Mitsubishi develops MWIR and LWIR graphene-based sensors

Mitsubishi has reportedly developed graphene-based MWIR sensors with extraordinarily high sensitivity. Thanks to an internal graphene FET gain, the responsivity is said to be 10 times higher than that of quantum-type IR sensors with no internal amplification. Mitsubishi uses graphene FET and leverages its high electron mobility.

Mitsubishi graphene sensors image

Other than a graphene-based FET, reports suggest that there is "a light-amplifying part" that produces photoelectrons and photoholes and is placed under the graphene. At a very low temperature of, for example, 80K, the responsivity increases even more, by a factor of 100x.

Inorganic dopants inspire n-type graphene transistor progress

Researchers in India have made graphene field-effect transistors based on discrete inorganic structures that reportedly work for over 10 months. The approach has led them to produce a graphene logic inverter that is stable in ambient conditions.

Inorganic dopants inspire n-type graphene transistor progress image

Conventional electronics are silicon based, due to the ease of doping silicon with either electrons or holes. These two forms of silicon, n- and p-type, are the building blocks of electronic devices. However, it isn’t possible to make silicon electronics on the nanoscale, so many researchers are turning to materials like graphene.

Paragraf starts producing graphene at commercial scale

Paragraf logo imageUniversity of Cambridge spin-out company, Paragraf, recently announced that it started producing graphene at up to eight inches (20cm) in diameter, large enough for commercial electronic devices.

Paragraf is producing graphene ‘wafers’ and graphene-based electronic devices, which could be used in transistors, where graphene-based chips could deliver speeds more than ten times faster than silicon chips; and in chemical and electrical sensors, where graphene could increase sensitivity by a factor of more than 30. The company’s first device will reportedly be available in the next few months.

Graphene quantum dots to help create single electron transistors

Scientists from Manchester University, the Ulsan National Institute of Science & Technology and the Korea Institute of Science and Technology have developed a novel technology, which combines the fabrication procedures of planar and vertical heterostructures in order to assemble graphene-based single-electron transistors.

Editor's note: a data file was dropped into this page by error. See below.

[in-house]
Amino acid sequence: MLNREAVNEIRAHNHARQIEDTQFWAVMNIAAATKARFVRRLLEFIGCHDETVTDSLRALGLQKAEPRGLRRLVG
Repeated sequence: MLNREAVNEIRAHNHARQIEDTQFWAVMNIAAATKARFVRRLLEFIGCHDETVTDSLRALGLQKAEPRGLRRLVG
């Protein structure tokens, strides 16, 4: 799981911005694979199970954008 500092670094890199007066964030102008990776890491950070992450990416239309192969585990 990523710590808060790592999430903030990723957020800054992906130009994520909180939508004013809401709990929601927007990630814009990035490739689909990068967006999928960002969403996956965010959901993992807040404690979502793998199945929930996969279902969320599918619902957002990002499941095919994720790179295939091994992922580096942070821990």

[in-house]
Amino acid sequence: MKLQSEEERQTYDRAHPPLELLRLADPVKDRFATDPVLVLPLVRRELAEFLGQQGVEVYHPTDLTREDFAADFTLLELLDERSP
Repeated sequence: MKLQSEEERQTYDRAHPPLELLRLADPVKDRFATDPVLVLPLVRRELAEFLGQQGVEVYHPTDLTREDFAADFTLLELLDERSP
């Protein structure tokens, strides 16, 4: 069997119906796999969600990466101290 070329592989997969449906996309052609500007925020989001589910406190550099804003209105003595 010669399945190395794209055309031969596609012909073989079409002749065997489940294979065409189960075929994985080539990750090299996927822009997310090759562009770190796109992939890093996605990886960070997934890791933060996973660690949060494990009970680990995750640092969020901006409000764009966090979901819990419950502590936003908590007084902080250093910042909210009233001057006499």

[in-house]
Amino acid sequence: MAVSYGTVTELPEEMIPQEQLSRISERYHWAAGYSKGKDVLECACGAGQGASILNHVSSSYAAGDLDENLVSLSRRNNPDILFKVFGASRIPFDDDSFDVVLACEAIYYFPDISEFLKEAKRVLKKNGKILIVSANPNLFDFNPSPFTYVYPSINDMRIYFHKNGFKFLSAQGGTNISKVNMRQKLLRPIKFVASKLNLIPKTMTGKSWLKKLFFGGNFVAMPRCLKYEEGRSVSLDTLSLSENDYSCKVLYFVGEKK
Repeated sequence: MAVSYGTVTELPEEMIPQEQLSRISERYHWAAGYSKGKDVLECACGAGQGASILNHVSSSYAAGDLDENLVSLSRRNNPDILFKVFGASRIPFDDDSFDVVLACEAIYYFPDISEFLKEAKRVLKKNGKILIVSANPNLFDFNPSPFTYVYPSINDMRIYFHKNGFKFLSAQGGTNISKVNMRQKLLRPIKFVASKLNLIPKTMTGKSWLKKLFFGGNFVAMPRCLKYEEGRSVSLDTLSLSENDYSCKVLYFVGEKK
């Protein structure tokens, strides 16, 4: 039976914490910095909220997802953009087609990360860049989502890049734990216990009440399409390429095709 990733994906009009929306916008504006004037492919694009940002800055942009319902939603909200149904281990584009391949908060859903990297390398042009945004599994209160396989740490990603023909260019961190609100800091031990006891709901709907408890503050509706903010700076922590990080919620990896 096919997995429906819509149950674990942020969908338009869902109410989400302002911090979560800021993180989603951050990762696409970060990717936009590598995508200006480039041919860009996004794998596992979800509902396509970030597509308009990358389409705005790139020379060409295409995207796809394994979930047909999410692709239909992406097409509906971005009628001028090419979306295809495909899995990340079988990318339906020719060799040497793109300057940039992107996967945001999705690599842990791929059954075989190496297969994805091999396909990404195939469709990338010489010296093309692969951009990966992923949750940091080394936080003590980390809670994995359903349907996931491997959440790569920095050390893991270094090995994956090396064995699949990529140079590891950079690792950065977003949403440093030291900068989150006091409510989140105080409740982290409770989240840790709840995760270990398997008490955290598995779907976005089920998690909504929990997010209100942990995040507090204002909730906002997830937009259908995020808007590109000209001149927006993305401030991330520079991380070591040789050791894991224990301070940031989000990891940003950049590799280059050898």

Graphene quantum dots to help create single electron transistorsThe schematic structure of the devices

In the study, it was demonstrated that high-quality graphene quantum dots (GQDs), regardless of whether they were ordered or randomly distributed, could be successfully synthesized in a matrix of monolayer hexagonal boron nitride (hBN). Here, the growth of GQDs within the layer of hBN was shown to be catalytically supported by the platinum (Pt) nanoparticles distributed in-between the hBN and supporting oxidised silicon (SiO2) wafer, when the whole structure was treated by the heat in the methane gas (CH4). It was also shown, that due to the same lattice structure (hexagonal) and small lattice mismatch (~1.5%) of graphene and hBN, graphene islands grow in the hBN with passivated edge states, thereby giving rise to the formation of defect-less quantum dots embedded in the hBN monolayer.

Korean researchers fabricate ordered graphene quantum dot arrays

A new study led by the Ulsan National Institute of Science and Technology in South Korea reveals a technology capable of fabricating highly ordered arrays of graphene quantum dots.

Korean researchers fabricate ordered graphene quantum dot arrays imageGraphene quantum dots of various sizes in a stable, ordered array

The research team demonstrated a novel way of synthesizing GQDs, embedded inside a hexagonal boron nitride (hBN) matrix. Thus, they demonstrated simultaneous use of in-plane and van der Waals heterostructures to build vertical single-electron tunneling transistors.

Versarien - Think you know graphene? Think again! Versarien - Think you know graphene? Think again!